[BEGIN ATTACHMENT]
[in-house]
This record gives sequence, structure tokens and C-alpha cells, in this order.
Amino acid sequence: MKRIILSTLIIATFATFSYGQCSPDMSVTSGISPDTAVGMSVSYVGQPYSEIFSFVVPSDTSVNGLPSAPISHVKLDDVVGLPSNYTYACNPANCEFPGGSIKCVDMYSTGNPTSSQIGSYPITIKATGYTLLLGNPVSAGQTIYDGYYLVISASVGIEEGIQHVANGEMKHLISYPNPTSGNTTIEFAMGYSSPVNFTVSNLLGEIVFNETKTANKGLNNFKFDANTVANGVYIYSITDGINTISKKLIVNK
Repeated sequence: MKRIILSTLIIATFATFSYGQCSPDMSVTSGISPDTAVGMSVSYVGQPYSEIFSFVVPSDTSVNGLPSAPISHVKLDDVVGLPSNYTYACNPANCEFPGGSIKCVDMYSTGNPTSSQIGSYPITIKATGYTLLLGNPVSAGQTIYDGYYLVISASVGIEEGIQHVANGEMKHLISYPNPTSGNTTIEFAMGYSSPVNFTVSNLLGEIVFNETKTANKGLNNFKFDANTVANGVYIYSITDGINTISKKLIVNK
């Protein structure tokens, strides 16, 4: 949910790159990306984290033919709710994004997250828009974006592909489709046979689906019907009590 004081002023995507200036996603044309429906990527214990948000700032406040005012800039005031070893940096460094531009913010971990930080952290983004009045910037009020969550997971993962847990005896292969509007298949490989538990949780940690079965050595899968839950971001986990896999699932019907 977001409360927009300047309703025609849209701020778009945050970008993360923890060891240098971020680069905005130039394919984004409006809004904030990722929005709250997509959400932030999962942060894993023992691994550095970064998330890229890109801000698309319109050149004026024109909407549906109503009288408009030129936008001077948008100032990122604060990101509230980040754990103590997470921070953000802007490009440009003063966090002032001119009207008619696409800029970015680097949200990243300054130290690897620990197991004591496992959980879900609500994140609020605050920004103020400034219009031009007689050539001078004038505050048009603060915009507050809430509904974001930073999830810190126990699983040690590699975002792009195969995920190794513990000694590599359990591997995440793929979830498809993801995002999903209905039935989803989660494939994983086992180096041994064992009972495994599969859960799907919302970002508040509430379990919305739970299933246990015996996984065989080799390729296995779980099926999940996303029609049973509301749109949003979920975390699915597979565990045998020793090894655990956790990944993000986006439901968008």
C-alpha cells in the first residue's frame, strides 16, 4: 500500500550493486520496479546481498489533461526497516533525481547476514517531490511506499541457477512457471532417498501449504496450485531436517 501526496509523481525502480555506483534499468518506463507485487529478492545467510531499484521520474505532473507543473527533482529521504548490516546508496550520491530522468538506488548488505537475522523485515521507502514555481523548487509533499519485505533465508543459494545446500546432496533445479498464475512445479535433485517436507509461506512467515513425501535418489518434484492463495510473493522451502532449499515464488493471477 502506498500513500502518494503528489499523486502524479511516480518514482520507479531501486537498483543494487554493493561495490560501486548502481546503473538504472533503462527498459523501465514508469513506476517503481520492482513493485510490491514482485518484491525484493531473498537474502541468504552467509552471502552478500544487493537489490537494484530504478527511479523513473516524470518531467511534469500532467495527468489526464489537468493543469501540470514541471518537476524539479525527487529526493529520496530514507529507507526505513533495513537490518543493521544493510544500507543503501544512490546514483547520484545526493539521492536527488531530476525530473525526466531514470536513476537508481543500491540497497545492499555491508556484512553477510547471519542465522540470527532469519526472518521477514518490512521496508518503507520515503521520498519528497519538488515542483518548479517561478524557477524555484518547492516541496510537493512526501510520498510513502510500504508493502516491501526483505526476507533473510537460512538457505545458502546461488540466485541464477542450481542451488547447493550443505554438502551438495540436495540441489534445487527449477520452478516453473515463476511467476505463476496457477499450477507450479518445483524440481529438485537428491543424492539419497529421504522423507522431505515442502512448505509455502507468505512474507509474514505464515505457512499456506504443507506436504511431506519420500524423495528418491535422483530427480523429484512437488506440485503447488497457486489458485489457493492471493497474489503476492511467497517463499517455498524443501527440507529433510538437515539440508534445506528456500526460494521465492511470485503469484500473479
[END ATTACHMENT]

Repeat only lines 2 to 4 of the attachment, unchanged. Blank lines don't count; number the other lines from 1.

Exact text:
This record gives sequence, structure tokens and C-alpha cells, in this order.
Amino acid sequence: MKRIILSTLIIATFATFSYGQCSPDMSVTSGISPDTAVGMSVSYVGQPYSEIFSFVVPSDTSVNGLPSAPISHVKLDDVVGLPSNYTYACNPANCEFPGGSIKCVDMYSTGNPTSSQIGSYPITIKATGYTLLLGNPVSAGQTIYDGYYLVISASVGIEEGIQHVANGEMKHLISYPNPTSGNTTIEFAMGYSSPVNFTVSNLLGEIVFNETKTANKGLNNFKFDANTVANGVYIYSITDGINTISKKLIVNK
Repeated sequence: MKRIILSTLIIATFATFSYGQCSPDMSVTSGISPDTAVGMSVSYVGQPYSEIFSFVVPSDTSVNGLPSAPISHVKLDDVVGLPSNYTYACNPANCEFPGGSIKCVDMYSTGNPTSSQIGSYPITIKATGYTLLLGNPVSAGQTIYDGYYLVISASVGIEEGIQHVANGEMKHLISYPNPTSGNTTIEFAMGYSSPVNFTVSNLLGEIVFNETKTANKGLNNFKFDANTVANGVYIYSITDGINTISKKLIVNK